RESEARCH SUPPORT, NON-U.S. GOV'T
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Key findings to expedite the diagnosis of hyper-IgE syndromes in infants and young children.

BACKGROUND: Hyper-IgE syndromes (HIES) are primary immunodeficiency disorders characterized by elevated serum IgE, eczema, and recurrent infections. Despite the availability of confirmatory molecular diagnosis of several distinct HIES entities, the differentiation of HIES particularly from severe forms of atopic dermatitis remains a challenge. The two most common forms of HIES are caused by mutations in the genes STAT3 and DOCK8.

METHODS: Here, we assess the clinical and immunologic phenotype of DOCK8- and STAT3-HIES patients including the cell activation, proliferation, and cytokine release after stimulation.

RESULTS: Existing HIES scoring systems are helpful to identify HIES patients. However, those scores may fail in infants and young children due to the age-related lack of clinical symptoms. Furthermore, our long-term observations showed a striking variation of laboratory results over time in the individual patient. Reduced memory B-cell counts in concert with low specific antibody production are the most consistent findings likely contributing to the high susceptibility to bacterial and fungal infection. In DOCK8-HIES, T-cell lymphopenia and low IFN-gamma secretion after stimulation were common, likely promoting viral infections. In contrast to STAT3-HIES, DOCK8-HIES patients showed more severe inflammation with regard to allergic manifestations, elevated activation markers (HLA-DR, CD69, CD86, and CD154), and significantly increased inflammatory cytokines (IL1-beta, IL4, IL6, and IFN-gamma).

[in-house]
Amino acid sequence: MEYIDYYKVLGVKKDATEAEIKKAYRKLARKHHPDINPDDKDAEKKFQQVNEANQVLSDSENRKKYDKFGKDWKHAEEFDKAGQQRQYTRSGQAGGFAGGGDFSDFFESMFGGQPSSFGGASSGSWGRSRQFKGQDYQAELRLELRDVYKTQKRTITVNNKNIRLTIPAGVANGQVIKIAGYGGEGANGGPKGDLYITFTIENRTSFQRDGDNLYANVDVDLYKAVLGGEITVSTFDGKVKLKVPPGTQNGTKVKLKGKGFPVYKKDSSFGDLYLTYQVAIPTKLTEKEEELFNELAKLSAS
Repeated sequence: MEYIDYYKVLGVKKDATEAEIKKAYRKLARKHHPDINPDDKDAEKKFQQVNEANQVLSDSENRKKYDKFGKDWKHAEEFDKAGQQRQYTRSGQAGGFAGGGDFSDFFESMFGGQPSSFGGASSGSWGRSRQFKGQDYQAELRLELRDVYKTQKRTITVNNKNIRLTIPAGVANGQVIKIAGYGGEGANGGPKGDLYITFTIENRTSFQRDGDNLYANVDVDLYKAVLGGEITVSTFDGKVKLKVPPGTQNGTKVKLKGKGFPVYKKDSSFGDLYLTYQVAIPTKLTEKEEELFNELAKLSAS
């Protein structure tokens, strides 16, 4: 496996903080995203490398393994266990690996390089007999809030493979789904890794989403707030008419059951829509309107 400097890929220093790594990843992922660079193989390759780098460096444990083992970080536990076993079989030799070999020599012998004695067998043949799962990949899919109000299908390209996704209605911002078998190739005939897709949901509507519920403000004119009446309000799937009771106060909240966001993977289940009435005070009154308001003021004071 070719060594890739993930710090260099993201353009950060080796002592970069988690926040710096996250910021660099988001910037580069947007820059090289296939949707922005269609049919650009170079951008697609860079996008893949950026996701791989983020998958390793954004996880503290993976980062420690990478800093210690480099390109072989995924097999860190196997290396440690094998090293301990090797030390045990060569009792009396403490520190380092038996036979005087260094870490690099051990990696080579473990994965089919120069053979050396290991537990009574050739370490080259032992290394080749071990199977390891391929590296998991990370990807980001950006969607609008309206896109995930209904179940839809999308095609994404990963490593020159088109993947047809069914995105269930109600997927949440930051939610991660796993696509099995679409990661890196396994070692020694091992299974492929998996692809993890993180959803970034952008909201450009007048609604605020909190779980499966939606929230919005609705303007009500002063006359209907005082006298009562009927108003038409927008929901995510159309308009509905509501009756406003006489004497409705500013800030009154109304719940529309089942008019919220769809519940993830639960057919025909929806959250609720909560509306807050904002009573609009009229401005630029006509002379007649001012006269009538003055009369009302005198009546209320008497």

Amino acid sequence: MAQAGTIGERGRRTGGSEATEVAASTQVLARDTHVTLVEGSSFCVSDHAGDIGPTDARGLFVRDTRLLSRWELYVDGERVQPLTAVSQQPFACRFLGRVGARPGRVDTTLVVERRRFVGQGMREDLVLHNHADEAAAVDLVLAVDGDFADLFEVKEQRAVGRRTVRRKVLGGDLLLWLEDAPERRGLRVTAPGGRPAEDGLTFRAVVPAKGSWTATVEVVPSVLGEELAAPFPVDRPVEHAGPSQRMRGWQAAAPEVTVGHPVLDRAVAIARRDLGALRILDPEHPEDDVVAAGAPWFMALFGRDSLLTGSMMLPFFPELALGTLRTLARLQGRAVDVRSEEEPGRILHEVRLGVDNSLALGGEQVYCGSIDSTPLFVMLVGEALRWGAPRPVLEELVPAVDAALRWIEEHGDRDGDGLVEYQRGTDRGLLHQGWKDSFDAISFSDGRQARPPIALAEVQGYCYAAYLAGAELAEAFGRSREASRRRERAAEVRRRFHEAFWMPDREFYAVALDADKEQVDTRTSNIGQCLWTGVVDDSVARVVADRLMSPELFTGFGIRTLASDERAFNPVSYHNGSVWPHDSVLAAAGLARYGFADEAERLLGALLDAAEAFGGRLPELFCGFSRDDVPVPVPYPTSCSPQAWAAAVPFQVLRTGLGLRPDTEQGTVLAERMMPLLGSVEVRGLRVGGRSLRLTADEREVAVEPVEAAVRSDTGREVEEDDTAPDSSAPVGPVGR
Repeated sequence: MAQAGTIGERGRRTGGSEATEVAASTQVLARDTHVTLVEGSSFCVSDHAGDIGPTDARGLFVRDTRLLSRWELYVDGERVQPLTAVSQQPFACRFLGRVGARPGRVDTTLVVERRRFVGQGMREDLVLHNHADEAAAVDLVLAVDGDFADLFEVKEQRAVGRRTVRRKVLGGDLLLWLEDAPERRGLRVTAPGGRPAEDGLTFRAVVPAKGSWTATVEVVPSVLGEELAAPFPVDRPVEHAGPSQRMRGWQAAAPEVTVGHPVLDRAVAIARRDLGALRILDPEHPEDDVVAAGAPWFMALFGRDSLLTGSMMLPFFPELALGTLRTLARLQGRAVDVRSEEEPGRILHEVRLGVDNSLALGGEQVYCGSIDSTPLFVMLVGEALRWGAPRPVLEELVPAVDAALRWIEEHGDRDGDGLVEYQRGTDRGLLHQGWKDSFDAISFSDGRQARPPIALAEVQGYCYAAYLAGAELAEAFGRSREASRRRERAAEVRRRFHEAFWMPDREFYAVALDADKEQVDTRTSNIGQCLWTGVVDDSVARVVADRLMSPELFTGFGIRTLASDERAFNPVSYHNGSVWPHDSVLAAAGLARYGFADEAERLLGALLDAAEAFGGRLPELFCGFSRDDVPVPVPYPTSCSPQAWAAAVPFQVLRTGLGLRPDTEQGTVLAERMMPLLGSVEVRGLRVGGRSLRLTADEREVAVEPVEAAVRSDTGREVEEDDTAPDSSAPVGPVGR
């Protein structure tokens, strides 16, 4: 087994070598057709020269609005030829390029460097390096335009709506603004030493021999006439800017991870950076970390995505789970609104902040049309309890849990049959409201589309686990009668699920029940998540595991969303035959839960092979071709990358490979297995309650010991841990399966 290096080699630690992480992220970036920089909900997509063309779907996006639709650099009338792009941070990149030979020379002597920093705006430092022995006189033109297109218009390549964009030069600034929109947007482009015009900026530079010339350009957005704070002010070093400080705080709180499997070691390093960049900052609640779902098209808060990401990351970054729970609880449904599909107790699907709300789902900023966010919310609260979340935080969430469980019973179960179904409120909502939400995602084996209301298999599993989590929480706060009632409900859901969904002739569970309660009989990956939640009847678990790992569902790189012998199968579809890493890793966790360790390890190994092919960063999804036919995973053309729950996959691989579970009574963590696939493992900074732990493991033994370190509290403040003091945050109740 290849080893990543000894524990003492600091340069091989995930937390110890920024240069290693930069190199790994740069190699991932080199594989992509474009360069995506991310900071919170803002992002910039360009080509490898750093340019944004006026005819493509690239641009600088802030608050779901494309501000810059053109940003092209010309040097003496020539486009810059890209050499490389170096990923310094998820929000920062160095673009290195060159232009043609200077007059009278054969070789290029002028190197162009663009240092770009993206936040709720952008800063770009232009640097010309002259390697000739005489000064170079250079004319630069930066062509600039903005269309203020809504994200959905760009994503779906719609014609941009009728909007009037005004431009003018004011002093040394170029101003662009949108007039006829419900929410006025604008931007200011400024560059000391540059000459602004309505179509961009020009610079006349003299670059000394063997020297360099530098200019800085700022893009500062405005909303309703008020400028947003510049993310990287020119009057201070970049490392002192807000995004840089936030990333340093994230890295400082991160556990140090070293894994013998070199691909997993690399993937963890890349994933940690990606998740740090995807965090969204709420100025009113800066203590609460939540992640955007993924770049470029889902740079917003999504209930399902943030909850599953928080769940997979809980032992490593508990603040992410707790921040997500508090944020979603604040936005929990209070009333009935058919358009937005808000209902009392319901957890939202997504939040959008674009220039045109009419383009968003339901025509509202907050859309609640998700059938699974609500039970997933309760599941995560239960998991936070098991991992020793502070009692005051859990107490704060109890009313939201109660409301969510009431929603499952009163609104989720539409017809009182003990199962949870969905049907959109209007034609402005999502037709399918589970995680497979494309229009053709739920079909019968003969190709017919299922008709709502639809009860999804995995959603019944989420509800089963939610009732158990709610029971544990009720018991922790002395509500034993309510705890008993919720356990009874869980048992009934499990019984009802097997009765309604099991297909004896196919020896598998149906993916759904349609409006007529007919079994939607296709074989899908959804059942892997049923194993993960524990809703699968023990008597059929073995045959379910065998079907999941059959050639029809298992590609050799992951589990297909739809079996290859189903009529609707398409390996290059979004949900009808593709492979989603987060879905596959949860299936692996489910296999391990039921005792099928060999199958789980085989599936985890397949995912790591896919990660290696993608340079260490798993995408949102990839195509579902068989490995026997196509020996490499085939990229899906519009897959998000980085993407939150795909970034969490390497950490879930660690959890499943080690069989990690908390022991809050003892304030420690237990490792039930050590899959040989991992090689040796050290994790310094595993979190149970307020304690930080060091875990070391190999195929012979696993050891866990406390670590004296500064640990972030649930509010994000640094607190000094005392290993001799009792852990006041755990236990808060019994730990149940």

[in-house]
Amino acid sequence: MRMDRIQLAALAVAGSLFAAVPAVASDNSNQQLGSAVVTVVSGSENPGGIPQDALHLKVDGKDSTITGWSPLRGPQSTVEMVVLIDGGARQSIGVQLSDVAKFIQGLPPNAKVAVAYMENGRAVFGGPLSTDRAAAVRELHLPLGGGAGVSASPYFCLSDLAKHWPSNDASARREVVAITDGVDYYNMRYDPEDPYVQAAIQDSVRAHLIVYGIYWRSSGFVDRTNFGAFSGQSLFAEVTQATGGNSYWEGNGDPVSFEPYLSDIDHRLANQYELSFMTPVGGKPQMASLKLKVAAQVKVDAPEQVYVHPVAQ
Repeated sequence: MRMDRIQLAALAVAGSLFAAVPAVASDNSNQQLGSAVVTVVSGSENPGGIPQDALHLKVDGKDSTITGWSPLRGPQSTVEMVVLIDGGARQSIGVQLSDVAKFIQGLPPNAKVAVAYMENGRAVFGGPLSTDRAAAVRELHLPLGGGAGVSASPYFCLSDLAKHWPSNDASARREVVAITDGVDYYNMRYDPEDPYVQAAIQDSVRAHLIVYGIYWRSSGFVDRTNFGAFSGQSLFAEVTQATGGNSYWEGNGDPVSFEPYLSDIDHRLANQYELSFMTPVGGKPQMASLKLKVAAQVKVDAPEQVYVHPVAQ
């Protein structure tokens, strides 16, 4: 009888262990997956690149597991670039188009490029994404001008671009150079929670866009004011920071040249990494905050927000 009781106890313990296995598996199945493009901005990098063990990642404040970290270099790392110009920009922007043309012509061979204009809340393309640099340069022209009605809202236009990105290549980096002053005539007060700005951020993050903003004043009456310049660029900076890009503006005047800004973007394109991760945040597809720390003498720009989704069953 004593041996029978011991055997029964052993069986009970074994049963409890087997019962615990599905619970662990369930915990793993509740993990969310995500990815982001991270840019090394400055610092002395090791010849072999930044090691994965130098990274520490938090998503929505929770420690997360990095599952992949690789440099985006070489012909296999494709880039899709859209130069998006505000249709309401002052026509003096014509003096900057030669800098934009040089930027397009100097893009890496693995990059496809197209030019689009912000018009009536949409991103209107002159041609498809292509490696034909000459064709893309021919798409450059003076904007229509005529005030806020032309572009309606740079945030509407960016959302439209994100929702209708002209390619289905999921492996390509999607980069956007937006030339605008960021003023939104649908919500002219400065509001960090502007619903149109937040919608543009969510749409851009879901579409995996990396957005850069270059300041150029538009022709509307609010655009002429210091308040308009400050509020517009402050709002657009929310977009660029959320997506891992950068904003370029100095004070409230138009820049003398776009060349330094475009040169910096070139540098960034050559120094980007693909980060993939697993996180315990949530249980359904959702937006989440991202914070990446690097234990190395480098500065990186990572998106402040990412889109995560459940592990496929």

CONCLUSION: Differentiating HIES from other diseases such as atopic dermatitis early in life is essential for patients because treatment modalities differ. To expedite the diagnosis process, we propose here a diagnostic workflow.

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